If history is any guide, digital media startups will need a special combination of engineering and operational talent, internal product development, leadership and execution, favorable market timing and luck if they want a shot at raising ample capital and emerging as market leaders ripe for acquisition or IPO. There are literally hundreds of emerging digital media companies, all trying to establish themselves as viable investments with venture firms and as potential targets with larger digital media and Internet companies or public market investors.

OnMedia, one of the leading business media brands targeting the advertising, marketing, branding, and public relations entrepreneurial community, produces a list each year of the top 100 companies in digital media. We thought it would be interesting to look at the 2012 and 2013 OnMedia 100 lists to better understand which emerging trends form a common thread in the market.

TREND #1 – Venture-funded

87% of the companies had documented VC backing, with nearly 1 in 5 raising between $10 million and $20 million. One of the reasons VCs are so attracted to this market is that we have witnessed outsized exits for businesses that have shown relatively low capital intensity.

TREND #2 – User engagement drives value

Each company claims to be at the top of their respective niche, all with great comScores and other engagement metrics, but few have generated revenue, let alone cash flow, to help fund growth. Then again, in an industry where Facebook acquires WhatsApp for $19 billion to obtain access to 450 million active users, but with reported annual revenue of only $20 million, it is evident that user engagement continues to be the most important metric driving acquisition value. No matter how valuable a user or click-through proves to be, all of the startups have developed engaging content, addictive apps, and/or demonstrated the ability to saturate users with incredibly accurate, shockingly pointed advertisements.

TREND #3 – Old dogs and young pups

No obvious pattern emerges when looking at the ages of the companies on the list: 11% are over 10 years old – they are the Senior Citizens of digital media where actual years are calculated like those of a dog. After all, Facebook is 10 years old and YouTube will turn 9 in 2014. On the flip side, 20% were founded this decade so determining their viability has to be made based on potential rather than performance. Of the remaining companies, 43% are 3-6 years old and 26% are between 7-10 years of age.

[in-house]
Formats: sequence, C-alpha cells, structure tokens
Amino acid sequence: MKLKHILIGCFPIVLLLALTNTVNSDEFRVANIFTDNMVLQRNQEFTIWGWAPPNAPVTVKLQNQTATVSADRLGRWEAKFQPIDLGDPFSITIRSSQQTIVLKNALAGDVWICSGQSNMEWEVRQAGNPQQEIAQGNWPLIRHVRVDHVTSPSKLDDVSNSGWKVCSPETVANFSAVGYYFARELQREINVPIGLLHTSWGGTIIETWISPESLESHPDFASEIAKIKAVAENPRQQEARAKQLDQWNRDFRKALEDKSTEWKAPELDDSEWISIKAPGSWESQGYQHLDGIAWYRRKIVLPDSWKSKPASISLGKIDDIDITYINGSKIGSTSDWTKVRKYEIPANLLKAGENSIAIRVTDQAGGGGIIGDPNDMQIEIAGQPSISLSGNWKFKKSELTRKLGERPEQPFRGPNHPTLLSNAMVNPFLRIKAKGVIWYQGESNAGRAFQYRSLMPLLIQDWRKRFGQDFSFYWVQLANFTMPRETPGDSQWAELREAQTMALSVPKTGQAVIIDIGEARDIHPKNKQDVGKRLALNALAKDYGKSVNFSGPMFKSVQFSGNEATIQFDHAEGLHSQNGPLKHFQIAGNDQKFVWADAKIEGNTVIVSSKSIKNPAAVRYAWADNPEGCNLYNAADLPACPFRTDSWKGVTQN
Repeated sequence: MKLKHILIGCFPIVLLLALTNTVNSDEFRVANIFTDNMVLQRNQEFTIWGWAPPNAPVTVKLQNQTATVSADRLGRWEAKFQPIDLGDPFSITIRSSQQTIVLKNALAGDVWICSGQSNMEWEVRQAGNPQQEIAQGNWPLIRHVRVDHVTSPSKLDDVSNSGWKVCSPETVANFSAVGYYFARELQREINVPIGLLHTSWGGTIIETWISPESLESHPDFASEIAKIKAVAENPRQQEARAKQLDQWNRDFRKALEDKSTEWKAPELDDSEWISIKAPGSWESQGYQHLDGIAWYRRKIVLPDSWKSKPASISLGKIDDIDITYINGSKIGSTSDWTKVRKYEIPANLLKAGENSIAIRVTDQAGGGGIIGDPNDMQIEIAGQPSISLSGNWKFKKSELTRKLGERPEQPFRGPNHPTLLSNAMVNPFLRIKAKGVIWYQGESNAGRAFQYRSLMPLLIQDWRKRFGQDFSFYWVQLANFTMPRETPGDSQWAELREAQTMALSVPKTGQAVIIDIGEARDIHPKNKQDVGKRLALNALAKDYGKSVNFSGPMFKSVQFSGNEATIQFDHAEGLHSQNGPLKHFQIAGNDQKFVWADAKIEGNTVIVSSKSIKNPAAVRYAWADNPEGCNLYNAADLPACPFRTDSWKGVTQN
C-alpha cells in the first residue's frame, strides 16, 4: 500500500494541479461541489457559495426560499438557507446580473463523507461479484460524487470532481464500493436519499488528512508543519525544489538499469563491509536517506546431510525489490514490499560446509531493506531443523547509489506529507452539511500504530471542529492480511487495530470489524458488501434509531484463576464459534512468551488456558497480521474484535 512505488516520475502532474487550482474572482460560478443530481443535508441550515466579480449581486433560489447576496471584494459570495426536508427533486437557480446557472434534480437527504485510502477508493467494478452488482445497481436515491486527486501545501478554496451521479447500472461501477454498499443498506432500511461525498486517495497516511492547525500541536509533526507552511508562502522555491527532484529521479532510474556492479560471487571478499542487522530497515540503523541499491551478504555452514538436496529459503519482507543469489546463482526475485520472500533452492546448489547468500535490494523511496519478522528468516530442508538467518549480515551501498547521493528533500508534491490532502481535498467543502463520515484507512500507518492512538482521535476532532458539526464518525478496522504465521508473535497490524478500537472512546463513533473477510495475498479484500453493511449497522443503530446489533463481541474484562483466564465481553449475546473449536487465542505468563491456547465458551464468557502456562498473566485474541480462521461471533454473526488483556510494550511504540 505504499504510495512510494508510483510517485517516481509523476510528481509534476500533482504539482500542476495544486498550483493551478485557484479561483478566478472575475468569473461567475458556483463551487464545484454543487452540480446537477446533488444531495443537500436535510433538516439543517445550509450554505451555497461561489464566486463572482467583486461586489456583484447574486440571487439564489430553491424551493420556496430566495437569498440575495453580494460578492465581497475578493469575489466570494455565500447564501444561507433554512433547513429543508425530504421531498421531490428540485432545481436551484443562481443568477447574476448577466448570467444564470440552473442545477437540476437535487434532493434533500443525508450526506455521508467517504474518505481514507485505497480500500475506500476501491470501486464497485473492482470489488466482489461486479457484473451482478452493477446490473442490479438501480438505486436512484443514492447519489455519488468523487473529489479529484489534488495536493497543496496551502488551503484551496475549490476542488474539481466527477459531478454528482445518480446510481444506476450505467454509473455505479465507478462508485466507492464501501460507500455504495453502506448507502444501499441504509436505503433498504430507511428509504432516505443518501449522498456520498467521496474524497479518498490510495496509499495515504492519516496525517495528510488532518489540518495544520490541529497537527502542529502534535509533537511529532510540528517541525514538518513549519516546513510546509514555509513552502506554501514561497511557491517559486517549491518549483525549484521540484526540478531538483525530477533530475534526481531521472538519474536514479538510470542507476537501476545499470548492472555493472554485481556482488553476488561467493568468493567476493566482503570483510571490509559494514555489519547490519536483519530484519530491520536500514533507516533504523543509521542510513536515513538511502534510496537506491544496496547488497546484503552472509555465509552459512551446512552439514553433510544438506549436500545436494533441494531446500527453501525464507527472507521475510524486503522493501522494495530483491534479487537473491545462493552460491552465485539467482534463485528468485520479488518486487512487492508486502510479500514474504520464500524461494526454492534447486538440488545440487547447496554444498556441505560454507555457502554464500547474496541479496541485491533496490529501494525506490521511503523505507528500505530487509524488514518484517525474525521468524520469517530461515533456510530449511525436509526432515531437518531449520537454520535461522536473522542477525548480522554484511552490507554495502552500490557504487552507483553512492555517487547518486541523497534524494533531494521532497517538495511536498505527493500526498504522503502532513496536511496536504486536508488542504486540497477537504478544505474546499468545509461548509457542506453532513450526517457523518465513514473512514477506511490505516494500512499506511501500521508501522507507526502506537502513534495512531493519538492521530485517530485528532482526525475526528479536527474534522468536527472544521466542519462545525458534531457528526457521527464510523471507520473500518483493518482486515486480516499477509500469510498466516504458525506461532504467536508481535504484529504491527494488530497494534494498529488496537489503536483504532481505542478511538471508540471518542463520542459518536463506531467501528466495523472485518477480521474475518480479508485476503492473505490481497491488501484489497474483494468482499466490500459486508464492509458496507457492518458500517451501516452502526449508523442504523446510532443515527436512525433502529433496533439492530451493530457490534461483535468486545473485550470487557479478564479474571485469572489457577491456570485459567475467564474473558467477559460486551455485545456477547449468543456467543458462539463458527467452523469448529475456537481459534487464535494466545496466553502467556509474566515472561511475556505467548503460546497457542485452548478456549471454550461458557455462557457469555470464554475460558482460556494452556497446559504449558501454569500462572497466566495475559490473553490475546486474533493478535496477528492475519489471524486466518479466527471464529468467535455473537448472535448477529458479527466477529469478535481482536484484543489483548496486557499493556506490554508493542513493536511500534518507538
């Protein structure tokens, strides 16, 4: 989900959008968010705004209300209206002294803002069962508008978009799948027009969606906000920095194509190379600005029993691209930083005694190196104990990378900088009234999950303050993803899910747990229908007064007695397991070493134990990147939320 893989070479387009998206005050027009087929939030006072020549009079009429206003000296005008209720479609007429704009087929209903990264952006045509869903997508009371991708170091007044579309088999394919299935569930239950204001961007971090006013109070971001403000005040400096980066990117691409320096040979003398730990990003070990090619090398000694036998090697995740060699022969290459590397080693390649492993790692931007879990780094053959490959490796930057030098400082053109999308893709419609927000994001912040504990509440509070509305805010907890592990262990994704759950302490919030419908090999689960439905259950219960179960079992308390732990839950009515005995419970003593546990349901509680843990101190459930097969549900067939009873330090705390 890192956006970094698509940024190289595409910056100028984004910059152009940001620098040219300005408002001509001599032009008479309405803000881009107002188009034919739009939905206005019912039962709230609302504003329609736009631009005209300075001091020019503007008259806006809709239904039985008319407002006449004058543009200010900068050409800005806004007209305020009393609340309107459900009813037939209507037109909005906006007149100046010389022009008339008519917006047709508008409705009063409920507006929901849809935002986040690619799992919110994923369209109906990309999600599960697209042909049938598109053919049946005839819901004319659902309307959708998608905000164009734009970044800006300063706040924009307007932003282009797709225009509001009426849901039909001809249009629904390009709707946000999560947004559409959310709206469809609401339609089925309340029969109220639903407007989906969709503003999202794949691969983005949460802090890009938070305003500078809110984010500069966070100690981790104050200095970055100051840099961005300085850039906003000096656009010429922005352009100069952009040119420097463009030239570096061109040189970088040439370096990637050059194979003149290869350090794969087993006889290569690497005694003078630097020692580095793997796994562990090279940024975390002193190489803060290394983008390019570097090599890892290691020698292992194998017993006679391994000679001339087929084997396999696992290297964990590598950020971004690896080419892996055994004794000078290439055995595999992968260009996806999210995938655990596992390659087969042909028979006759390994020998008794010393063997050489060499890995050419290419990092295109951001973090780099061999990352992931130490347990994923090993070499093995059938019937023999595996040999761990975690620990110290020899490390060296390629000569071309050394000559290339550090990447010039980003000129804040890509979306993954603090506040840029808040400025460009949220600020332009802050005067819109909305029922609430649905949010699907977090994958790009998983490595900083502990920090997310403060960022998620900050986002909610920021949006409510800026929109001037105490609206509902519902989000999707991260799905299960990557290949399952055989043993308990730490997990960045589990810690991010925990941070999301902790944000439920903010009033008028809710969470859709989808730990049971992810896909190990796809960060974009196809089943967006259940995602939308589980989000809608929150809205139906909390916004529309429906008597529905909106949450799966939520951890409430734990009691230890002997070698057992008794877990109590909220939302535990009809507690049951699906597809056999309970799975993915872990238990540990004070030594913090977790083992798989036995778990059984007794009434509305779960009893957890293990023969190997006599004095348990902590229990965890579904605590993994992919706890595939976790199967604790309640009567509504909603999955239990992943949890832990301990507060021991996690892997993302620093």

TREND #4 – Red states need not apply

The only observation that is crystal clear in the analysis is the fact that the coasts of the US are where the action is. Of the 200 companies listed, approximately 90% of them are in close proximity to the Atlantic or Pacific oceans. California has long been a great source of technology start-ups and it is no surprise that the Golden State is the home of 37% of the companies on the list. But what may make this technology cycle unusual is the importance of New York City, where 39% of the companies reside. We note that the bicoastal distribution has forced the larger, California-based digital media acquirers to establish strong beachheads in NYC as evidenced by recent aggressive expansions in the Big Apple by Google, Yahoo, and several other Silicon Valley Internet giants.

TREND #5 – Geographic concentration leads to M&A concentration

We all know that long distance relationships are hard to establish and even harder to maintain over time. Similar to in romance and love, proximity and ease of meetings also tend to lead to success in business. Interestingly, a third of the companies have made a staggering 181 acquisitions of other private companies and 20 have been acquired by a larger company since appearing on the list, most with close proximity or established relationships with their merger partner. Digital media sure seems like an incestuous industry.

It will be interesting to see if these trends continue in the 2014 list, which will be announced on June 10th.